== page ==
1936 Summer Olympic Games
On Monday, Glenn deemed the murder of a counter-demonstrator last weekend in Charlottesville an “ISIS-style terror attack,” committed by Nazis. The atrocities of last weekend perpetrated by white supremacists brought to light an alarming truth: that in a country that stands for acceptance and equality, there is still a portion of the population that seeks to spread hatred and fear by targeting specific groups of people they deem less worthy. The neo-Nazis of today share a similar mentality to the Nazis that wreaked havoc and destruction across Europe; during the last century.
Mercury One believes in bringing communities together for peaceful discourse. We also believe the preservation of and the teaching of history – the good, the bad and the ugly. We should never forget the atrocities of the past so that we can create a better tomorrow.
Mercury One has in its possession a torch from the 1936 Summer Olympics which also happens to be the first to include the lit torch relay. The torch traveled more than 3,000 km from Olympia to Berlin journeying through seven countries: Greece, Bulgaria, Yugoslavia, Hungary, Czechoslovakia, Austria, and finally Germany.
Hitler took power in 1933 and methodically began the “Nazification of German Life,” including sports. Jewish and Roma (Gypsy) athletes were expelled from the country’s sports and recreation clubs. These Olympic games became an international stage for Nazi propaganda, where Hitler aimed to make the rest of the world see a warm and tolerant Germany, full of pageantry and record-breaking athletic spectacles. The Nazi regime replaced anti-sematic flags with Olympic logos and swastikas and they arrested and interned 800 Gypsies into a camp in a suburb of Berlin. This “cleanup” issued by the Nazi dictatorship was aimed to ensure that tourists and visiting dignitaries would have no idea of the intense discrimination going on behind the façade created for the Olympics. Even the news and media were threatened and highly censored throughout these games as Hitler and the Nazis hid their campaign of discrimination and terror.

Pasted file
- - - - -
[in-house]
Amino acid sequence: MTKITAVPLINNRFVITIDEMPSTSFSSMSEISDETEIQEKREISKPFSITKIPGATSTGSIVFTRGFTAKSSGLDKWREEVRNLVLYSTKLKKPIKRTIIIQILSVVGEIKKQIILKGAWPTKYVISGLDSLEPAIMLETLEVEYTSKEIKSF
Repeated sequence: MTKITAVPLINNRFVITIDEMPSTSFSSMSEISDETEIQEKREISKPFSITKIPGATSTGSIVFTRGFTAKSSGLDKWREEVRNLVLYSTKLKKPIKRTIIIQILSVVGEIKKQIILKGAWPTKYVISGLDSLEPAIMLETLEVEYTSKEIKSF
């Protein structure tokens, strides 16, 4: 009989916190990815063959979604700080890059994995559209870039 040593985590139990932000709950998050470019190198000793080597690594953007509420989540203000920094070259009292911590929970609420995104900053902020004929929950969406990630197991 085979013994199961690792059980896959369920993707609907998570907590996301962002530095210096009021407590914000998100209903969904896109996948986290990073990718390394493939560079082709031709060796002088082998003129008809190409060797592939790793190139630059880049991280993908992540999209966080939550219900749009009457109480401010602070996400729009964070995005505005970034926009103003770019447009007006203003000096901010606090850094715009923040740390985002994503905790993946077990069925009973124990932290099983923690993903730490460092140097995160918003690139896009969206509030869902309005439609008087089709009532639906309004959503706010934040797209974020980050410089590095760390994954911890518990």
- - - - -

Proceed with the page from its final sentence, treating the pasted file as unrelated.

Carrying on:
Throughout 1934, lines were drawn in the sand. The United States and other western countries considered a boycott of the 1936 games.On one side, the argument was that politics did not belong in sports; on the other, the argument was that an out-right persecution of a group of individuals was unacceptable and unsupportable in any way – even through the attendance of a sporting event. Ultimately, in December 1935, the United States ended the boycott calls and agreed to attend the games. In all, nearly 4,000 athletes from 49 countries across the globe competed. Many have wondered what if these nations had more courage to stand up and boycott the games what the next decade would have been like globally. Would WWII have been any different?
Below are images of Mercury One’s collection of Olympic torches from the 1936 games in Berlin. Mercury One values this part of history. It provides the opportunity to delve into and discuss the political and social environment of these games and it provides the impetus to learn more and question history with a probing heart. May we continue to learn from the past and not repeat the darkness that occurred during this harsh time in history.
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